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Why We Started the Fiesta Cruiser Ride

Explaining the 1979 Origins of the Annual Bicycle Trek that Finishes Fiesta


While riding back from Goleta Beach toward Santa Barbara in the Fiesta Cruiser Bike Ride of 2012, I was shocked at the estimated 1,200 people participating that day. I hadn’t seen the YouTube videos and remain a bit naive as to how it grew so large. But as I pedaled along, I realized that most of these people probably had no clue about the humble beginnings of this tradition, so I decided to write this story.

It began on a foggy August day in 1979 at Charlie Muraoka’s house on Santa Barbara’s Westside, which had always been a gathering place. Ground zero was his room in the basement, which still sports the word “DEN” on the exterior door due to past Cub Scout meetings. Our group of guys shared a love for motocross, and most weekends revolved around racing motorcycles somewhere. I didn’t have a death wish, so my title was team photographer, and I stuck to the mini-bikes we called “pitters.” I’d ride them to shoot races from different vantage points, but we’d also tear through Santa Barbara together on them, usually starting at Charlie’s house.

Around the same time, the Schwinn beach cruiser exploded in popularity. These red or blue bikes with white sidewall tires had been around for years, but they were suddenly cool. Lightweight and more colorful aluminum parts took the formerly heavy bike frame to a whole new level, and we jumped on the chance to own personalized, tricked-out cruisers. They were usually purchased from Mac’s on upper State Street or Hazard’s downtown, but I found my black and gold beauty at Murdoch’s in Goleta. I’d ride from my home on the Mesa to work in Goleta and, on the weekends, to Butterfly Beach or down Rattlesnake Trail from Gibraltar Road, as our cruisers were off-road-ready, too.

We also got into what we called “Shacklers,” a name some kid in Montecito coined for those old cruiser bikes found rusted, full of cobwebs, and forgotten, leaning against a garage, shed, or shack. But unlike the lightweight Schwinns, the Schacklers had a rear hub that allowed us to do amazing wheelies, just one of the tricks we liked to pull when we rode around town. To this day, I look down at the rear hub of someone’s cruiser to see if they have one.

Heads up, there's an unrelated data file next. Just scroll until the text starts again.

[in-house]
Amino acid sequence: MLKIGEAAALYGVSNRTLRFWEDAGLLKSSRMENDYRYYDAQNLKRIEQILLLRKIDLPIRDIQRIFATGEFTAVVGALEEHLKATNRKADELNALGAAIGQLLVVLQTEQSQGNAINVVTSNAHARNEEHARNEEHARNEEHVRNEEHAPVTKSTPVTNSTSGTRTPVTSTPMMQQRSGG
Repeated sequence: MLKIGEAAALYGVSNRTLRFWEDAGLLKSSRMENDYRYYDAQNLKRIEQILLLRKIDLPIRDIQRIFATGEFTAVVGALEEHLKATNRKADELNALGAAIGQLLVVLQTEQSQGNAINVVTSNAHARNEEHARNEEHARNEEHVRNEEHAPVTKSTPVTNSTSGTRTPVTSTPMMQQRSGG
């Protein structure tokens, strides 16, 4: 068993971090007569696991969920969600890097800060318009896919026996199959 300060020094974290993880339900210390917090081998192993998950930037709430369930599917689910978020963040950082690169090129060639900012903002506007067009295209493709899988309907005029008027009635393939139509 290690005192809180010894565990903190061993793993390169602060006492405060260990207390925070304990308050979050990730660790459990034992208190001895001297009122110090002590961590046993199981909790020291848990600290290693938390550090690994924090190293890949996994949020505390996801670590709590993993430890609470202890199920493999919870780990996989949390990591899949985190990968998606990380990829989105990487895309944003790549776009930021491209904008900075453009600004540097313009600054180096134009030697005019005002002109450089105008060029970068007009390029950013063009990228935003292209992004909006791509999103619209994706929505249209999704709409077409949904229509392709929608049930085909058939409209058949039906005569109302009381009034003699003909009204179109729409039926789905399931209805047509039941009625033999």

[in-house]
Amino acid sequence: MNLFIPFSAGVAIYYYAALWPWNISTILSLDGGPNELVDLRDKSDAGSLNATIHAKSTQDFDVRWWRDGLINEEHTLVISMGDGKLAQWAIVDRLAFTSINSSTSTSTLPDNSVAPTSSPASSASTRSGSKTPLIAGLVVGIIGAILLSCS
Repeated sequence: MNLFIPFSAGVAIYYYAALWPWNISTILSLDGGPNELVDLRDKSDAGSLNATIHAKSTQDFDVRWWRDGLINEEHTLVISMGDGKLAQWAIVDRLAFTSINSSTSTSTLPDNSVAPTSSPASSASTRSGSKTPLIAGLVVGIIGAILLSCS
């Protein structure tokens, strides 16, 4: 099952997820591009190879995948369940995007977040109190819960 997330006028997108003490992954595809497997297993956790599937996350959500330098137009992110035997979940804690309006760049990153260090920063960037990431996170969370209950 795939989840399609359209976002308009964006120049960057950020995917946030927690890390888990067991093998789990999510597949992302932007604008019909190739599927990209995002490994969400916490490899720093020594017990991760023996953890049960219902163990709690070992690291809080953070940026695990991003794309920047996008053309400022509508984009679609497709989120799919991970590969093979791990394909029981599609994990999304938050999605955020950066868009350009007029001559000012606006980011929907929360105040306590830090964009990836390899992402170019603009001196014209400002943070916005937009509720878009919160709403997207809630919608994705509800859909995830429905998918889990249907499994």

When Fiesta 1979 came, we realized that our bikes let us get everywhere easily. That Sunday, the last day of Fiesta, we gathered at the “Den” and then headed downtown, where everyone was in wind-down and clean-up mode. We waited for friends at the base of Stearns Wharf, hit the end of the pier, and then rode up State Street. We stopped at Miratti’s Liquor store (now Talevi’s) near Modoc and Hollister, so I could call some friends and tell them to meet us at Goleta Beach. I don’t think we even bought any beer, since we weren’t big drinkers.

The nearby bike path was brand-new at the time, so we decided to check it out. After a quick stop at the beach park, we hit the trails around the UCSB lagoon and ended at Devereux Point. There were only nine of us, plus the two we met up with in Goleta — Charlie Muraoka, Rich Sandoval, Rich Studley, the late Skeeter Lyerla, Rod Hunter, the late “Wild” Bill Carson, Kit Carson, Jessie Gomez, George Begin, Chip, and me — but that, my friends, is how this ridiculously crazy ride started.

The next year, we had a few more riders, and my friend John Chard made T-shirts that featured a peace-sign-waving character busting a wheelie along the seawall with Stearns Wharf and the Channel Islands in the background and the words “Team Shackler” above. I ordered 12. Our first female rider, Diane, came along in 1981, and it’s grown ever since.

I don’t know what the future holds for this annual gathering, but the 2016 ride is this Sunday, August 7. I hope to see you there.



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